How to Save a Life review by The Fray

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  • Released: Jul 22, 2005
  • Sound: 10
  • Lyrics: 9
  • Overall Impression: 10
  • Reviewer's score: 9.7 Superb
  • Users' score: 7.7 (92 votes)
The Fray: How to Save a Life

Sound — 10
The Fray have a unique sound that intertwines the piano and drum riffs together. The subtle guitar on most songs in playing a lot of rhythm but in certain songs stands out (such as: All At Once, Dead Wrong, and Little House). Issac Slade creates genuinly original piano riffs that go very well with his low voice. The flow of the CD is ok, but the second half befor the last two songs is kind of slow. Very easy to listen to from first song to last song.

Lyrics — 9
Here's where Slade really shows off his talents. His lyrics are devoted to his life and what it means to him. The single "Over My Head (Cable Car)" is a song written about a fight that him and his brother had that shook there relationship drastically and then the reconciliation of the family memebers. "How To Save A Life", the title track, is the most inspirational though. It is about Slade's experiences and a Big Brother in the Big Brother community program that was in his city. His partner was a crack addicted teen that Slade tried to straighten out. Slade does not have a very big range though. He never pushes the envelope thpugh and stays very strong throughout for having such a low toned voice.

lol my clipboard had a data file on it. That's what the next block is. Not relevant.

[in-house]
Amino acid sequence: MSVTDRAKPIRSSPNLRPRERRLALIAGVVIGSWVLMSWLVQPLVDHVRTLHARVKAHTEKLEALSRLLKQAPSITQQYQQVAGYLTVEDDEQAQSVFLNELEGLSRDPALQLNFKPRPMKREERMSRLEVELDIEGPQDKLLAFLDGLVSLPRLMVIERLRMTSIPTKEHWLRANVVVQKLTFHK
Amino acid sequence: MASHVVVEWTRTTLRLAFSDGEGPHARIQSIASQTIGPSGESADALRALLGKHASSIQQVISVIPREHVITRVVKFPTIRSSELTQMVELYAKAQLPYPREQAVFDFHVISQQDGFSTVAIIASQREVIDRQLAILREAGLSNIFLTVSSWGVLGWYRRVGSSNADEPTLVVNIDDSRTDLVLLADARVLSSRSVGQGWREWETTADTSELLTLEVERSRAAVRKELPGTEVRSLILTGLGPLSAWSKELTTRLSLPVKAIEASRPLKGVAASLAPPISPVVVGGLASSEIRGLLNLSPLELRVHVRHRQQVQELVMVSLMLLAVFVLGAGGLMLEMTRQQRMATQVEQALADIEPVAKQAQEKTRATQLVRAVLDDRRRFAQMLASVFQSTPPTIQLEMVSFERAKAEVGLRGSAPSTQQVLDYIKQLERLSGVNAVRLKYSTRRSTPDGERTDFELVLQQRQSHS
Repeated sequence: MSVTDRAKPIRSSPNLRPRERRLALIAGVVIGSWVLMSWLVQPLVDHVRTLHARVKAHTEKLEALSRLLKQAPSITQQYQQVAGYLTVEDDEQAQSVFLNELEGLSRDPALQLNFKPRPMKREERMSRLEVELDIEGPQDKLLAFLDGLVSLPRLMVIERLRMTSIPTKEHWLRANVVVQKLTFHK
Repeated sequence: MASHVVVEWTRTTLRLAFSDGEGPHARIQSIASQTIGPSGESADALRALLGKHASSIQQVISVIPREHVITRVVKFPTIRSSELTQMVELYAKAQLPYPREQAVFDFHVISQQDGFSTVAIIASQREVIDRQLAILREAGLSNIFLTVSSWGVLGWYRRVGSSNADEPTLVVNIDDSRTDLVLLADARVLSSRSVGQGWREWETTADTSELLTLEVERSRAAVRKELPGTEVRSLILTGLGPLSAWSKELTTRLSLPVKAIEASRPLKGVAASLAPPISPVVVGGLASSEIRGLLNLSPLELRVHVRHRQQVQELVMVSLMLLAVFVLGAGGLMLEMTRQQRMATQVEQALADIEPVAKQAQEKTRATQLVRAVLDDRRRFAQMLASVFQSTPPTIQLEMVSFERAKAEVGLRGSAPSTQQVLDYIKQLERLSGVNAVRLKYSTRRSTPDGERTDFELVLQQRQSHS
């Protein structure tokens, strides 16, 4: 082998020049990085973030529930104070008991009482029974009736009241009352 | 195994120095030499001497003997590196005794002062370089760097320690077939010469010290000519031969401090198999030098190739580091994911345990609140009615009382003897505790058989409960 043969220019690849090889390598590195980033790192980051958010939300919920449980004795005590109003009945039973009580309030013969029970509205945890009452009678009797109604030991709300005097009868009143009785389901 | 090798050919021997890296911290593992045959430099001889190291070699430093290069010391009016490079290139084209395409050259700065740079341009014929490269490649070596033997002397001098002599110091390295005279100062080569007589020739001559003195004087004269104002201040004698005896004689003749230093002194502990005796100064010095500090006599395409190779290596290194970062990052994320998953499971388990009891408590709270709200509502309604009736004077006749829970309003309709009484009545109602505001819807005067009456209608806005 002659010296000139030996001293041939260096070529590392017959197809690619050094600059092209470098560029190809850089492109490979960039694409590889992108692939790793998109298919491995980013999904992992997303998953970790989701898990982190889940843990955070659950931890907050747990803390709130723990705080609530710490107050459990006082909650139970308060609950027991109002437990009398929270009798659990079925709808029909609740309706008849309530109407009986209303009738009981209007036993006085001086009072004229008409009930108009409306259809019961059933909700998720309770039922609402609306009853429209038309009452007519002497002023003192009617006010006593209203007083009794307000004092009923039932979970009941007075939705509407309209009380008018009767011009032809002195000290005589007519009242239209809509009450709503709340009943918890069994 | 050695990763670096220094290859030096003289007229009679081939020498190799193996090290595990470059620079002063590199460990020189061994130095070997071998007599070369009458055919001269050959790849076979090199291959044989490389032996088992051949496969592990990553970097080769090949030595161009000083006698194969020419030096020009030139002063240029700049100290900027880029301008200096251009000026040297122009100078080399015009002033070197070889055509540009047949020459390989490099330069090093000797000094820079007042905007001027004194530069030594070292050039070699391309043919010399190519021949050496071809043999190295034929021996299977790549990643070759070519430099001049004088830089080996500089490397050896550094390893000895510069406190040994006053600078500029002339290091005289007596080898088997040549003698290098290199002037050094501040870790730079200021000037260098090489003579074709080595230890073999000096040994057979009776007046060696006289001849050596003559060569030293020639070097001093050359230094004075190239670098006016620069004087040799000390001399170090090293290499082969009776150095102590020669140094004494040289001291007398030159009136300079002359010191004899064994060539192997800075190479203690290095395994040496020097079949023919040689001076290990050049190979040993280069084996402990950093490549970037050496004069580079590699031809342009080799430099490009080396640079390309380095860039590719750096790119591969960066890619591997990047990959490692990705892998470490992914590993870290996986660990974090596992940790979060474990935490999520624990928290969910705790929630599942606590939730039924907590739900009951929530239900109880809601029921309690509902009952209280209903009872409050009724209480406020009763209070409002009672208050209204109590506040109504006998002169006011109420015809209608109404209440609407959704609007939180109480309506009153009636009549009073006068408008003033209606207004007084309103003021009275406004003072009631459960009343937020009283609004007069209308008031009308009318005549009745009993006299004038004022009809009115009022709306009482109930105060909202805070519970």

Overall Impression — 10
The most well thought out songs on the album are: How To Save A Life, All At Once, Trust Me, and Look After You. I love how you can seriously tell that the narrator of te songs is trying to say something deeper than what is actually said. If you pay attention the message is always there and the band does a great job of finding a place for each sond in all the instruments. You can hear each instrument clearly and you can hear them all at the same time as well. It is the best CD to come out since the John Mayer Trio dropped "Try!". Denver should be proud.

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